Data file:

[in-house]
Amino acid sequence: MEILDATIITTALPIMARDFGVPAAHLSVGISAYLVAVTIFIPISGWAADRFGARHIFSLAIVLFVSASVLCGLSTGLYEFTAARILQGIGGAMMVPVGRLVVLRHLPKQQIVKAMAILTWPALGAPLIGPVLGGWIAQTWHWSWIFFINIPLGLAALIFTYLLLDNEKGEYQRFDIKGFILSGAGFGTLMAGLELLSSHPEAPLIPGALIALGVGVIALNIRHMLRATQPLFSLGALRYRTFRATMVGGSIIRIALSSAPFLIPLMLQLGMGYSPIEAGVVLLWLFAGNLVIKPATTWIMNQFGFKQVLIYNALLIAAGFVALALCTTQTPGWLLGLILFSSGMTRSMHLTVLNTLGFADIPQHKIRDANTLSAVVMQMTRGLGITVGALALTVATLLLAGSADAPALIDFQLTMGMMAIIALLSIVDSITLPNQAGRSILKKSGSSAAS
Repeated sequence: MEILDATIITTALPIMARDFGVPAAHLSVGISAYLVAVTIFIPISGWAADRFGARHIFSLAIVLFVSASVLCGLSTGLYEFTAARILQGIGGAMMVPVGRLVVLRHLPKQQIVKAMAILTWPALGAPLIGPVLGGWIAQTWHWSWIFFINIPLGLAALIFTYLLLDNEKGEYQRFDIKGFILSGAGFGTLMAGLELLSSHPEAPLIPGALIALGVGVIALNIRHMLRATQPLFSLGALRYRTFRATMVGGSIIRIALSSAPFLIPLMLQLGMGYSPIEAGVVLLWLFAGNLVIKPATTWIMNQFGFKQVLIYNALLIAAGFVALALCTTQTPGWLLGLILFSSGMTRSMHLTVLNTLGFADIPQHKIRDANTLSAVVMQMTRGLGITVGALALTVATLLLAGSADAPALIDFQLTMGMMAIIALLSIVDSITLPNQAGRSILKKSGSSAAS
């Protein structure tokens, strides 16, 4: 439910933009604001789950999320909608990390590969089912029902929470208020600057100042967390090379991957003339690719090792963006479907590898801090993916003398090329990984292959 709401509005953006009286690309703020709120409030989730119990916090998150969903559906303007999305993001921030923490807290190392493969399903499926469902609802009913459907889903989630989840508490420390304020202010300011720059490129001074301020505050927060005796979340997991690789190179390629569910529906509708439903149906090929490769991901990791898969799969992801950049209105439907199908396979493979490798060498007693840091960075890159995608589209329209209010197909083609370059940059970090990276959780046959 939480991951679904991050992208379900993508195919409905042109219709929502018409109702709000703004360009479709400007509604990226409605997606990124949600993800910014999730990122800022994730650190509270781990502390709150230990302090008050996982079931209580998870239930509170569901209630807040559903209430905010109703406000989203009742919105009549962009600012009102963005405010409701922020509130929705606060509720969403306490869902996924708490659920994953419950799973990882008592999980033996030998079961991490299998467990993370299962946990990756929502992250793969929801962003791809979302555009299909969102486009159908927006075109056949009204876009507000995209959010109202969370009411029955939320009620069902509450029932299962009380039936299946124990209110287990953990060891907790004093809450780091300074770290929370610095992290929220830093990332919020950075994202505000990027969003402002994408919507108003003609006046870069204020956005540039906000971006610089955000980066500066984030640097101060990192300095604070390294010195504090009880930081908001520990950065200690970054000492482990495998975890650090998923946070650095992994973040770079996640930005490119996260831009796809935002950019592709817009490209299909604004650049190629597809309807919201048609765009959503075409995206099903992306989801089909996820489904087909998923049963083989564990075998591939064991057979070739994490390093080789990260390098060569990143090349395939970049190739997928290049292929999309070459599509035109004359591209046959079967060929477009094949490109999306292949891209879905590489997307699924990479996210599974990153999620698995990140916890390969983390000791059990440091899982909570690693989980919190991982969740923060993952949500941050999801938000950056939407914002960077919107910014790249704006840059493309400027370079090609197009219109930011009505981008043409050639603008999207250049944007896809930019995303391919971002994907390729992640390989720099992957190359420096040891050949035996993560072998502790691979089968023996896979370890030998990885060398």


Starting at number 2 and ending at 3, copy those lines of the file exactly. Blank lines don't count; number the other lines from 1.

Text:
Amino acid sequence: MEILDATIITTALPIMARDFGVPAAHLSVGISAYLVAVTIFIPISGWAADRFGARHIFSLAIVLFVSASVLCGLSTGLYEFTAARILQGIGGAMMVPVGRLVVLRHLPKQQIVKAMAILTWPALGAPLIGPVLGGWIAQTWHWSWIFFINIPLGLAALIFTYLLLDNEKGEYQRFDIKGFILSGAGFGTLMAGLELLSSHPEAPLIPGALIALGVGVIALNIRHMLRATQPLFSLGALRYRTFRATMVGGSIIRIALSSAPFLIPLMLQLGMGYSPIEAGVVLLWLFAGNLVIKPATTWIMNQFGFKQVLIYNALLIAAGFVALALCTTQTPGWLLGLILFSSGMTRSMHLTVLNTLGFADIPQHKIRDANTLSAVVMQMTRGLGITVGALALTVATLLLAGSADAPALIDFQLTMGMMAIIALLSIVDSITLPNQAGRSILKKSGSSAAS
Repeated sequence: MEILDATIITTALPIMARDFGVPAAHLSVGISAYLVAVTIFIPISGWAADRFGARHIFSLAIVLFVSASVLCGLSTGLYEFTAARILQGIGGAMMVPVGRLVVLRHLPKQQIVKAMAILTWPALGAPLIGPVLGGWIAQTWHWSWIFFINIPLGLAALIFTYLLLDNEKGEYQRFDIKGFILSGAGFGTLMAGLELLSSHPEAPLIPGALIALGVGVIALNIRHMLRATQPLFSLGALRYRTFRATMVGGSIIRIALSSAPFLIPLMLQLGMGYSPIEAGVVLLWLFAGNLVIKPATTWIMNQFGFKQVLIYNALLIAAGFVALALCTTQTPGWLLGLILFSSGMTRSMHLTVLNTLGFADIPQHKIRDANTLSAVVMQMTRGLGITVGALALTVATLLLAGSADAPALIDFQLTMGMMAIIALLSIVDSITLPNQAGRSILKKSGSSAAS